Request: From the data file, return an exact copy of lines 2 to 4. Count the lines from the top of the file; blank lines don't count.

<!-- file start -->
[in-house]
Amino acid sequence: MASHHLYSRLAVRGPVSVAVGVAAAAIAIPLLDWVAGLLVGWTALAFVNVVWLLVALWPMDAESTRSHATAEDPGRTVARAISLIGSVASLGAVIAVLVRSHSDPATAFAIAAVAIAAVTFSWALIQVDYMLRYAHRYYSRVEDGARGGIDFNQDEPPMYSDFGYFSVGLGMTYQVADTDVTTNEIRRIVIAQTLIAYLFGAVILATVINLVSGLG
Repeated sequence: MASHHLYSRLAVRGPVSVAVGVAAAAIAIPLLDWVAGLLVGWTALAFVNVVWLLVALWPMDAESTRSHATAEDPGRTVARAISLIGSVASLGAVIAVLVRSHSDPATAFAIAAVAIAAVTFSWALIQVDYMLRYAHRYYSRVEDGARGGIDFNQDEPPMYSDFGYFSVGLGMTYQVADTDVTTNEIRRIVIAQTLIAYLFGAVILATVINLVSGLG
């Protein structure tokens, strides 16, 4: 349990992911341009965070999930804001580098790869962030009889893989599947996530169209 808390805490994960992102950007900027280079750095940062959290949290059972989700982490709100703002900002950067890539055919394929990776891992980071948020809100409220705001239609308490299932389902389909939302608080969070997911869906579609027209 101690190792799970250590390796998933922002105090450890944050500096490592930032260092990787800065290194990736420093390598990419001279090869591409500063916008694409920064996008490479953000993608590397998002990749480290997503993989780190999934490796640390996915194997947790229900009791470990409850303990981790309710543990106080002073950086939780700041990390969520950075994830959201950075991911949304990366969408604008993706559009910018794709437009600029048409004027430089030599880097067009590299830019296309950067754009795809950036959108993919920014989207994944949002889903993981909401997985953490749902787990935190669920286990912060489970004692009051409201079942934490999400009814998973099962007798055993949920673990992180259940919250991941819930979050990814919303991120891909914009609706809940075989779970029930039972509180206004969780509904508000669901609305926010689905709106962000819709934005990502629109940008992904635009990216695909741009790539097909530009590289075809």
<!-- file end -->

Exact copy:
Amino acid sequence: MASHHLYSRLAVRGPVSVAVGVAAAAIAIPLLDWVAGLLVGWTALAFVNVVWLLVALWPMDAESTRSHATAEDPGRTVARAISLIGSVASLGAVIAVLVRSHSDPATAFAIAAVAIAAVTFSWALIQVDYMLRYAHRYYSRVEDGARGGIDFNQDEPPMYSDFGYFSVGLGMTYQVADTDVTTNEIRRIVIAQTLIAYLFGAVILATVINLVSGLG
Repeated sequence: MASHHLYSRLAVRGPVSVAVGVAAAAIAIPLLDWVAGLLVGWTALAFVNVVWLLVALWPMDAESTRSHATAEDPGRTVARAISLIGSVASLGAVIAVLVRSHSDPATAFAIAAVAIAAVTFSWALIQVDYMLRYAHRYYSRVEDGARGGIDFNQDEPPMYSDFGYFSVGLGMTYQVADTDVTTNEIRRIVIAQTLIAYLFGAVILATVINLVSGLG
């Protein structure tokens, strides 16, 4: 349990992911341009965070999930804001580098790869962030009889893989599947996530169209 808390805490994960992102950007900027280079750095940062959290949290059972989700982490709100703002900002950067890539055919394929990776891992980071948020809100409220705001239609308490299932389902389909939302608080969070997911869906579609027209 101690190792799970250590390796998933922002105090450890944050500096490592930032260092990787800065290194990736420093390598990419001279090869591409500063916008694409920064996008490479953000993608590397998002990749480290997503993989780190999934490796640390996915194997947790229900009791470990409850303990981790309710543990106080002073950086939780700041990390969520950075994830959201950075991911949304990366969408604008993706559009910018794709437009600029048409004027430089030599880097067009590299830019296309950067754009795809950036959108993919920014989207994944949002889903993981909401997985953490749902787990935190669920286990912060489970004692009051409201079942934490999400009814998973099962007798055993949920673990992180259940919250991941819930979050990814919303991120891909914009609706809940075989779970029930039972509180206004969780509904508000669901609305926010689905709106962000819709934005990502629109940008992904635009990216695909741009790539097909530009590289075809």